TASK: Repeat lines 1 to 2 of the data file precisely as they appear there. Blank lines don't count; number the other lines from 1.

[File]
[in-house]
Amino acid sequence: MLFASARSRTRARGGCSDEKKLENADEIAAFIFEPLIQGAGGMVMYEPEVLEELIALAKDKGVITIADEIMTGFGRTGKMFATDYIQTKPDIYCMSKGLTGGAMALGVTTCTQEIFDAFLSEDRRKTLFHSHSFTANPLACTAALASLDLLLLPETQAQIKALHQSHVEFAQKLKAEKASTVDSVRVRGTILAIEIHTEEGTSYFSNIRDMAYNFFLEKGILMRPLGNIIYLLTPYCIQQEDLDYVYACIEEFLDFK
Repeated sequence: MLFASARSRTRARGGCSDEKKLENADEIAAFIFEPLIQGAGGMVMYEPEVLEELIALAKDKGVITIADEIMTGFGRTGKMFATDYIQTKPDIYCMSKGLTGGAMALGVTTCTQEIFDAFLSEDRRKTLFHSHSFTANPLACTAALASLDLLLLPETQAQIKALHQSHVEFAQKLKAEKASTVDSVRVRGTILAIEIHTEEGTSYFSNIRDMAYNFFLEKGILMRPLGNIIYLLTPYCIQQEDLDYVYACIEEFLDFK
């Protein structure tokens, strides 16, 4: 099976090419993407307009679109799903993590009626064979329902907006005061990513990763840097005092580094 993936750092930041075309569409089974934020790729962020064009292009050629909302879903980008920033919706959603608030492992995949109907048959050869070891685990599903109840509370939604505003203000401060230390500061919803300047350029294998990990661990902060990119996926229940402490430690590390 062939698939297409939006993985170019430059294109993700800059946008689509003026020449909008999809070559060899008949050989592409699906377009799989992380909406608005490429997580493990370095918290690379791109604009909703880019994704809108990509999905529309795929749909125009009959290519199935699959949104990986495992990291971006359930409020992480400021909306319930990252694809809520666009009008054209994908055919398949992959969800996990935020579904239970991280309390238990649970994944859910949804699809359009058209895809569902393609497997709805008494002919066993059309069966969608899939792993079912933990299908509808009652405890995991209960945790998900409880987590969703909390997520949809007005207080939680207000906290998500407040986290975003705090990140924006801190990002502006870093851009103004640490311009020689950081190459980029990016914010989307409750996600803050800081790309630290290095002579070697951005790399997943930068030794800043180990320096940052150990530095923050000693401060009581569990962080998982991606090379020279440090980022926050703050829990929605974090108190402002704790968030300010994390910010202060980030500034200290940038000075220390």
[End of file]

[in-house]
Amino acid sequence: MLFASARSRTRARGGCSDEKKLENADEIAAFIFEPLIQGAGGMVMYEPEVLEELIALAKDKGVITIADEIMTGFGRTGKMFATDYIQTKPDIYCMSKGLTGGAMALGVTTCTQEIFDAFLSEDRRKTLFHSHSFTANPLACTAALASLDLLLLPETQAQIKALHQSHVEFAQKLKAEKASTVDSVRVRGTILAIEIHTEEGTSYFSNIRDMAYNFFLEKGILMRPLGNIIYLLTPYCIQQEDLDYVYACIEEFLDFK